At night in the rivers of the Amazon Basin there buzzes an entire electric civilization of fish that “see” and communicate by discharging weak electric fields. These odd characters, swimming batteries which go by the name of “weakly electric fish,” have been the focus of research in my lab and those of many others for quite a while now, because they are a model system for understanding how the brain works. (While their brains are a bit different, we can learn a great deal about ours from them, just as we’ve learned much of what we know about genetics from fruit flies.) There are now well over 3,000 scientific papers on how the brains of these fish work.
Recently, my collaborators and I built a robotic version of these animals, focusing on one in particular: the black ghost knifefish. (The name is apparently derived from a native South American belief that the souls of ancestors inhabit these fish. For the sake of my karmic health, I’m hoping that this is apocryphal.) My university, Northwestern, did a press release with a video about our “GhostBot” last week, and I’ve been astonished at its popularity (nearly 30,000 views as I write this, thanks to coverage by places like io9, Fast Company, PC World, and msnbc). Given this unexpected interest, I thought I’d post a bit of the story behind the ghost.
The chasm between science and the humanities is nowhere more blatent than the lack of work on how science fiction is reprocessed and used by those of us securely strapped into the laboratory. It’s a topic that attracts some heat: Some scientists take to suggestions of inspiration between their creations and those in preceding Sci-Fi with the excitement of a freshman accused of buying their midterm essay off the internet. In Colin Milburn’s new work on ways of thinking about this interaction, he refers to Richard Feynman’s 1959 lecture “There’s plenty of room at the bottom.” This lecture is a key event in the history of nanotechnology. In it, Feynman refers to a pantograph-inspired mechanism for manipulating molecules. It turns out that he most likely got this idea from the story “Waldo” by Robert Heinlein, who in turn probably got it from another science fiction story by Edmond Hamilton. Rejecting the suggestion of influence, chemist Pierre Laszlo writes: “Feynman’s fertile imagination had no need for an outside seed. This particular conjecture [about a link between Feynman and Heinlein] stands on its head Feynman’s whole argument. He proposed devices at the nanoscale as both rational and realistic, around the corner so to say. To propose instead that the technoscience, nanotechnology, belongs to the realm of science-fictional fantasy is gratuitous mythology, with a questionable purpose.”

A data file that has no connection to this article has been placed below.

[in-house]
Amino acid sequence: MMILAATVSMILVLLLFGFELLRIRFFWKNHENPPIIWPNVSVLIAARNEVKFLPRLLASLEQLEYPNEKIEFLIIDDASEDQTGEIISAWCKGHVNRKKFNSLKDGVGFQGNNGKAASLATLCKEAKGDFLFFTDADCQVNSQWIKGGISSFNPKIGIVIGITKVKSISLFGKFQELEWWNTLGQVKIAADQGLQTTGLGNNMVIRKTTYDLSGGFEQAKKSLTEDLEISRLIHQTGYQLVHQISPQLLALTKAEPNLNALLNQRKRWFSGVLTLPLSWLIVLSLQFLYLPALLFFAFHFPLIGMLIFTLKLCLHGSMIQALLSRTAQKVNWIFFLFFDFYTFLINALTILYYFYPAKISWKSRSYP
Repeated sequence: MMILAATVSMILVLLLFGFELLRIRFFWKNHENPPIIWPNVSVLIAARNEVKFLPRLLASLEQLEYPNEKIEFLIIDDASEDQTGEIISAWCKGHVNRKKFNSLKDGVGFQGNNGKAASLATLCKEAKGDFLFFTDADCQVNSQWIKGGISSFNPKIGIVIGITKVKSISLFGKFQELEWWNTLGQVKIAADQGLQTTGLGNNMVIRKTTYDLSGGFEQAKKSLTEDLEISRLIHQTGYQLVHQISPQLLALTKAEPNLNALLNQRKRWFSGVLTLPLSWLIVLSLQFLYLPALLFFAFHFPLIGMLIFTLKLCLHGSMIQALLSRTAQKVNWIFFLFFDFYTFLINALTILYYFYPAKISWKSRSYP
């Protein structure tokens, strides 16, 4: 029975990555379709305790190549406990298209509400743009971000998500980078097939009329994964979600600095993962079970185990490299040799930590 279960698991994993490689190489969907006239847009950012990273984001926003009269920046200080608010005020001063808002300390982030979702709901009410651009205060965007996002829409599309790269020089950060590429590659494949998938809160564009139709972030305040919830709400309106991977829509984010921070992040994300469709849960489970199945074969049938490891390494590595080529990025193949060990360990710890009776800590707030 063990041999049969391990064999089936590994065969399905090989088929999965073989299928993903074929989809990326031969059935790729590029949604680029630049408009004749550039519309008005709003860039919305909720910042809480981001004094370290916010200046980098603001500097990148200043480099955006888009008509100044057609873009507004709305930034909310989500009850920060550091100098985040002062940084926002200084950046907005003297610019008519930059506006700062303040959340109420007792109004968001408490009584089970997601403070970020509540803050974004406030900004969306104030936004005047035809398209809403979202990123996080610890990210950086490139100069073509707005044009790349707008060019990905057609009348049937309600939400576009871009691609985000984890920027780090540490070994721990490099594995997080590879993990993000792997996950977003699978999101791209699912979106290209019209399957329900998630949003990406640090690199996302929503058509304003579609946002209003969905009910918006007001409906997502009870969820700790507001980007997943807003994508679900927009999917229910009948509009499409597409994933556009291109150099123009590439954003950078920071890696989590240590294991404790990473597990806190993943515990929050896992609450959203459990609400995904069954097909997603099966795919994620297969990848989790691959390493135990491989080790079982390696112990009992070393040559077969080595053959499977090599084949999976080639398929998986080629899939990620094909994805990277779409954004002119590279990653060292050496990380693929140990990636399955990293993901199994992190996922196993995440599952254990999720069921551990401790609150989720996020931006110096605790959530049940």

Where do budding, even experienced, science-fiction writers learn about the science behind the science fiction? Going back to school and getting a university degree in a scientific discipline is an option, but that’s going to take quite a while. You could short-circuit the process by spending a week at Launch Pad at the University of Wyoming!
Launch Pad 2010 Attendees
Launch Pad is a free, NASA-funded workshop for established writers held in beautiful high-altitude Laramie, Wyoming. Launch Pad aims to provide a “crash course” for the attendees in modern astronomy science through guest lectures, and observation through the University of Wyoming’s professional telescopes.
The workshop’s mission is to:
…teach writers of all types about modern science, primarily astronomy, and in turn reach their audiences. We hope to both educate the public and reach the next generation of scientists.
But there’s plenty of room for a condensed run-through of all the latest technology, from motion capture to the ever-ubiquitous CGI. Which is reason enough to like the Science Channel’s Science of the Movies series, premiering Tuesday, May 26. Hosted by AchieveNerdvana.com blogger and Geekscape columnist Nar Williams, it’s six episodes on the behind-the-scenes geekosity that’s responsible for everything from Terminator 3 to The Fast and the Furious to Dexter to, yes, Star Wars.
Of course, take away all the blockbuster jargon and Hollywood sheen, and what you’re really watching is a tour through the ranks of ironic T-shirted, scraggly-facial-haired dudes that create the world’s biggest movies. Williams hobnobs with the best and baddest, from John Dykstra (yup, the guy who blew up the Death Star) to the Strause brothers, whose visual effects shop, Hydraulx, dominates the CGI market (300, anyone?).
Via Technovelgy, The Times Online has a report on a company called Image Metrics which has developed an animation technique that promises the most lifelike computer generated humans ever–good enough to finally get over the uncanny valley, which is responsible for that creepy feeling you get when you see an artificial face that is almost, but not quite, totally realistic.
The demo reel is pretty impressive–this is a creation whose eyes are full of life, not the gateways into zombie hell typical of many previous attempts at creating photorealistic images of humans. Still, the artificial Emily is a digital duplicate of a real actress (Emily O’Brien, shown at 1:30 in the reel) used for the image capture that drives the performance. What I actually find more impressive, if slightly less polished, is the demo on Image Metrics homepage that shows a synthetic character with a different face than the performer’s. It’s only a matter of time before someone puts together a prime time hit that, like The Simpsons, features no on screen real-life performances, but, unlike The Simpsons, has a cast of characters that wouldn’t be out of place on the Oscar red carpet.